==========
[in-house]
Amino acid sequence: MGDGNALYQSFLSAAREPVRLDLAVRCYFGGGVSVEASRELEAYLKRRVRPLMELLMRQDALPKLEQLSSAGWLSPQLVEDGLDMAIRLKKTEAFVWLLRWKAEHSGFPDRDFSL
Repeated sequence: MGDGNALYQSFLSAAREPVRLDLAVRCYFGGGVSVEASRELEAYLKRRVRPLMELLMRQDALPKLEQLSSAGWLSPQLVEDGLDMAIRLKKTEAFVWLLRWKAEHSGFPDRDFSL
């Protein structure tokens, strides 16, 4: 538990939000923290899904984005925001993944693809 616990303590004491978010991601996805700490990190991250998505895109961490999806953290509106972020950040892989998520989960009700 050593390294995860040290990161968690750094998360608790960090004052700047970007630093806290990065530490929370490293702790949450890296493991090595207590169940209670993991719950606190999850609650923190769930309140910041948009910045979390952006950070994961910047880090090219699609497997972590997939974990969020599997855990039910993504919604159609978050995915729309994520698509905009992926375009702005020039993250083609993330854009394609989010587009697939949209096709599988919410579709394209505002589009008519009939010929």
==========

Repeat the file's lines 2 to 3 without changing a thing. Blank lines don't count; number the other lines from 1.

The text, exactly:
Amino acid sequence: MGDGNALYQSFLSAAREPVRLDLAVRCYFGGGVSVEASRELEAYLKRRVRPLMELLMRQDALPKLEQLSSAGWLSPQLVEDGLDMAIRLKKTEAFVWLLRWKAEHSGFPDRDFSL
Repeated sequence: MGDGNALYQSFLSAAREPVRLDLAVRCYFGGGVSVEASRELEAYLKRRVRPLMELLMRQDALPKLEQLSSAGWLSPQLVEDGLDMAIRLKKTEAFVWLLRWKAEHSGFPDRDFSL